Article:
Nivea Post Shave Balm Review: The Safest Way To Shave?

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What did you think would happen when you literally wiped your face with that razor blade? Not surprisingly, shaving can lead to inflammation and irritation of the skin. That’s why a common feature in any man’s shaving regime should be an aftershave. Even if we might not necessarily see the damaging effects it’s important to realize that we are essentially removing a layer (if not more) of the epidermis every time we shave.

It’s essential to follow up your shave with a post-shave product to restore your skins moisture levels, as well as soothe chafed skin. Aftershave products have been used in the past to prevent infections from dull razors or open pores.

Thirty years ago, Nivea revolutionized the post-shave experience when they released their alcohol-free Post Shave Balm. Nowadays we’re accustomed to walking into any drugstore and going to the “Men’s Section” but less than a century ago this aisle didn’t exist. Nivea saw this gap in the market and decided that male skin care should consist of more than just soapy water.

That’s why one of their first men’s line products was shaving soap. From there they have expanded and refined their line to provide to your (little known) extensive skin care needs. With this in mind, Nivea’s Post Shave Balm is about to become a staple in your bathroom cabinet (if it isn’t already).

Nivea Post Shave Balm Ingredients Breakdown

Man smiling with eyes closed and pumping fists.

Be sure to check the ingredients in all of your skincare products.

The primary things you want to see in your aftershave are any ingredients that lock in moisture or sooth the skin. (That’s obvious). Taking a closer look at Nivea’s Post Shave Balm ingredients proves that they have got you covered.


The humectants in Glycerin attract water from the air and retain moisture in the skin. This is exactly what your face needs after an irritating shave. Glycerin also contains emollient properties to nourish and sooth the skin – keeping it looking supple and smooth. It increases the thickness of the epidermal layer improving the function of your moisture barrier.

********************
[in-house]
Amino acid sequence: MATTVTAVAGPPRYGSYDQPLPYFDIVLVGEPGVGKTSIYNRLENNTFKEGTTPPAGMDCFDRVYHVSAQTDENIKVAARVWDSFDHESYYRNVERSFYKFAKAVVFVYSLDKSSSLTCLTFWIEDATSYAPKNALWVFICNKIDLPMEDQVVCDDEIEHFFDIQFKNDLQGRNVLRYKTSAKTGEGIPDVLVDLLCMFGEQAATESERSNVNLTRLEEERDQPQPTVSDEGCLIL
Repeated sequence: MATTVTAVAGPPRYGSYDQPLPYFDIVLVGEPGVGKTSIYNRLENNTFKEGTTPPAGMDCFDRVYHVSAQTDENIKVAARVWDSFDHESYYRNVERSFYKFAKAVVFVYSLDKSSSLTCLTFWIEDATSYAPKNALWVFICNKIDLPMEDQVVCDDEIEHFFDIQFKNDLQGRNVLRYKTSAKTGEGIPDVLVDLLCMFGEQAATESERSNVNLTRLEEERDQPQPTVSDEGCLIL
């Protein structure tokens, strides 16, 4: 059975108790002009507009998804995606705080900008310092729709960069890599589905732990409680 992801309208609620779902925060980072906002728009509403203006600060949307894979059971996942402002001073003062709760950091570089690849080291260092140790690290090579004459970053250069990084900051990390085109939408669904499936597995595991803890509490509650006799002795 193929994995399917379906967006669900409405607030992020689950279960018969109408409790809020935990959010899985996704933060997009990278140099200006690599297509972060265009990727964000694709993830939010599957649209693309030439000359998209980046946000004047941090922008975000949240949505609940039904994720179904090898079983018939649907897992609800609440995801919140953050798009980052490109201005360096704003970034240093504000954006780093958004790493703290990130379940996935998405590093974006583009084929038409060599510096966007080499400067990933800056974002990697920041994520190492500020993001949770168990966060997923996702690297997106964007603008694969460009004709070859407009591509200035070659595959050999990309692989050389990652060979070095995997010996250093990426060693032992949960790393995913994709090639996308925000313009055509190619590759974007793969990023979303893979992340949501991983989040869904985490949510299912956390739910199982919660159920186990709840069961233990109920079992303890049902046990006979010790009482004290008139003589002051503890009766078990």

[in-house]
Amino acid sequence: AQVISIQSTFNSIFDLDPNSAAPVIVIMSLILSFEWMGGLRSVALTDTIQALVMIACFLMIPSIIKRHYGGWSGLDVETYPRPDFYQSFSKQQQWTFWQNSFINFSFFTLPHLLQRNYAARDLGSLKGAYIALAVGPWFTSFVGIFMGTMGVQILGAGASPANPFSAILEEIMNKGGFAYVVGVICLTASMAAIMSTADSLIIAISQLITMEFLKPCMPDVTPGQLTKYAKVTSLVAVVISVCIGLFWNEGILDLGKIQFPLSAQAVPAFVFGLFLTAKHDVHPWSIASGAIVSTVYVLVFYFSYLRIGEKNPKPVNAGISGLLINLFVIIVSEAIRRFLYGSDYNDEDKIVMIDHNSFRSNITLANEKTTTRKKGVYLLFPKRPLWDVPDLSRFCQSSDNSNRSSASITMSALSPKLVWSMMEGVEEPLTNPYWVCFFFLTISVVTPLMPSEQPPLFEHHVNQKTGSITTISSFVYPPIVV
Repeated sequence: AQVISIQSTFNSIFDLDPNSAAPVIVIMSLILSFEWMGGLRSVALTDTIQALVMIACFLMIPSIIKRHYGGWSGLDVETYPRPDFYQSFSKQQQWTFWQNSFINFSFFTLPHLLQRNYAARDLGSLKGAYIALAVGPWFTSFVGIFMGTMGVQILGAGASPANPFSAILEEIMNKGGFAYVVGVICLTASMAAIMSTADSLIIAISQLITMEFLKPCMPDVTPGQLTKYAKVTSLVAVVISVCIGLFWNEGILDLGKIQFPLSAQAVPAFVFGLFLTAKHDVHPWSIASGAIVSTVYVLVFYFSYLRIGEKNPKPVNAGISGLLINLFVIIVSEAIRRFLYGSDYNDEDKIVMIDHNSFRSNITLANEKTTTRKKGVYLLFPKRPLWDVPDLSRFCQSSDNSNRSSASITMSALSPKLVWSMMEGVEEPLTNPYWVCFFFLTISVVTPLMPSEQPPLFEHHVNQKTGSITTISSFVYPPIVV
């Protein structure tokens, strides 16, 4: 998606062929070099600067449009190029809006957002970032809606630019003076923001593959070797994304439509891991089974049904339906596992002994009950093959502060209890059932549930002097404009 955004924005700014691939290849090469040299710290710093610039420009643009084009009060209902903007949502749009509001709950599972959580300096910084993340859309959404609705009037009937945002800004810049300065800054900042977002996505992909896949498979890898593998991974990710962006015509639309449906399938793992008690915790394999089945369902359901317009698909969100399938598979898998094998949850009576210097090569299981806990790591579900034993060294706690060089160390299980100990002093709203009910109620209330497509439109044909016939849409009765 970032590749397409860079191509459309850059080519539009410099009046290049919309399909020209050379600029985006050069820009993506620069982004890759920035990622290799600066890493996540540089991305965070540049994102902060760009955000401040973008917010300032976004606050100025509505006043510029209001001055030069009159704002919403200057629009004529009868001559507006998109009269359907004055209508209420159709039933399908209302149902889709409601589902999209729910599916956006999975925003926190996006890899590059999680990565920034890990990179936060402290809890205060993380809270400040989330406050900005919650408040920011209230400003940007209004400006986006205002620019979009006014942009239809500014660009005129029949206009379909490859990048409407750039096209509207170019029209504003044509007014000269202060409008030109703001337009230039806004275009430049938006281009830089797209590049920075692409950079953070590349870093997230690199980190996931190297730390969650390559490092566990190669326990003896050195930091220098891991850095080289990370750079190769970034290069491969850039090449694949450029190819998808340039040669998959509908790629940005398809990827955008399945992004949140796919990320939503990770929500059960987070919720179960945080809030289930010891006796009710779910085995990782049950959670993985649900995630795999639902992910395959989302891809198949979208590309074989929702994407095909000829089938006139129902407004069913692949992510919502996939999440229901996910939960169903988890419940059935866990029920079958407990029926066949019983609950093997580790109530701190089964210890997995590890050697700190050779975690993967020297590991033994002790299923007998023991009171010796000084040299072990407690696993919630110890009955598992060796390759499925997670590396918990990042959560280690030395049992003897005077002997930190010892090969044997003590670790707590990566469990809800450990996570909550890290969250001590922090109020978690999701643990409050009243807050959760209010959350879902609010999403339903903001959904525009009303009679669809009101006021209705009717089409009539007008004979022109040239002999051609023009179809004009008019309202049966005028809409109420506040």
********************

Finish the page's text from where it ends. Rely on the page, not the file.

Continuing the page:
Chamomile extract

Chamomile extract is renowned for its anti-inflammatory qualities. This makes it particularly effective for sensitive skin as it contains soothing and healing abilities. Through eliminating free radicals (which damage cell regeneration) Chamomile helps to block any irritants from your skin. This is one of those ingredients that was made for your post-shave experience.

Hamamelis Virginiana Bark/Leaf Extract

Don’t be scared off by the name –Hamamelis Virginiana Bark is just a fancy title for Witch Hazel. Witch Hazel is a skin conditioning agent and also has soothing properties. It’s best known as an natural acne treatment because it seals moisture into the skin without being an oil.  It reduces redness and evens out your post-shaven skin tone.

Isopropyl Palmitate

The palmitate ingredients act as lubricants on the skin’s surface, which gives the skin a soft and smooth appearance. However, because of these thick lubrication properties overuse can lead to clogged pores. So, while this is a mild formula for sensitive skin I would be wary of using this every day.

Nivea Post Shave Balm Review

man with beard

There are products for regular skin as well as sensitive.

Nivea has two versions of its shaving balm. One is tailored to ‘replenishing’ skin and the other is for sensitive skin. I decided to try the one for sensitive skin because I wanted something a little milder on my face. Luckily, the active ingredients are pretty much the same in both, so I knew I was guaranteed somewhat positive results.

I really enjoyed the texture of this aftershave. I know that’s not necessarily the most important thing when it comes to a good shaving balm, but some formulas tend to be too runny and just don’t dry fully on the face. Nivea’s Post Shave Balm comes in a lotion consistency that’s really easy to apply and absorbs right into the skin. (Despite the fact that it’s formulated with no drying alcohol! It’s alcohol-free. I thought the ingredient list couldn’t get any better too).